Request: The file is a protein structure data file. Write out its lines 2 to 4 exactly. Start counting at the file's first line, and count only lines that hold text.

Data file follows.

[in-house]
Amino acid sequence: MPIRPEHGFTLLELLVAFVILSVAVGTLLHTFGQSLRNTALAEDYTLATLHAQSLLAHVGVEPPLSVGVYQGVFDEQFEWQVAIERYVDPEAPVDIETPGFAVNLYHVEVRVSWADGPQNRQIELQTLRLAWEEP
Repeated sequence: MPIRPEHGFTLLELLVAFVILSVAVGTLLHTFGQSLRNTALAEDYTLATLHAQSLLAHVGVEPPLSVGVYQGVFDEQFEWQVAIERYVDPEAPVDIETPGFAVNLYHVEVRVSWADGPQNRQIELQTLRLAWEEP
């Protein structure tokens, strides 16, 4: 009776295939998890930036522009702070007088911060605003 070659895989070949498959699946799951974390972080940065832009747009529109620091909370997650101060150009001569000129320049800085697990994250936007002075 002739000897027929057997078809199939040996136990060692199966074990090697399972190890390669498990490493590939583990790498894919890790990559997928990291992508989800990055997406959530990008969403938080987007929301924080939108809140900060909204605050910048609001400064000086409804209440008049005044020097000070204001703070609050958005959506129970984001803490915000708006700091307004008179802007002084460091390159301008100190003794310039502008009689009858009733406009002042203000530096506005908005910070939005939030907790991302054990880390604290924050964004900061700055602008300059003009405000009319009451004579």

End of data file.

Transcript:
Amino acid sequence: MPIRPEHGFTLLELLVAFVILSVAVGTLLHTFGQSLRNTALAEDYTLATLHAQSLLAHVGVEPPLSVGVYQGVFDEQFEWQVAIERYVDPEAPVDIETPGFAVNLYHVEVRVSWADGPQNRQIELQTLRLAWEEP
Repeated sequence: MPIRPEHGFTLLELLVAFVILSVAVGTLLHTFGQSLRNTALAEDYTLATLHAQSLLAHVGVEPPLSVGVYQGVFDEQFEWQVAIERYVDPEAPVDIETPGFAVNLYHVEVRVSWADGPQNRQIELQTLRLAWEEP
């Protein structure tokens, strides 16, 4: 009776295939998890930036522009702070007088911060605003 070659895989070949498959699946799951974390972080940065832009747009529109620091909370997650101060150009001569000129320049800085697990994250936007002075 002739000897027929057997078809199939040996136990060692199966074990090697399972190890390669498990490493590939583990790498894919890790990559997928990291992508989800990055997406959530990008969403938080987007929301924080939108809140900060909204605050910048609001400064000086409804209440008049005044020097000070204001703070609050958005959506129970984001803490915000708006700091307004008179802007002084460091390159301008100190003794310039502008009689009858009733406009002042203000530096506005908005910070939005939030907790991302054990880390604290924050964004900061700055602008300059003009405000009319009451004579």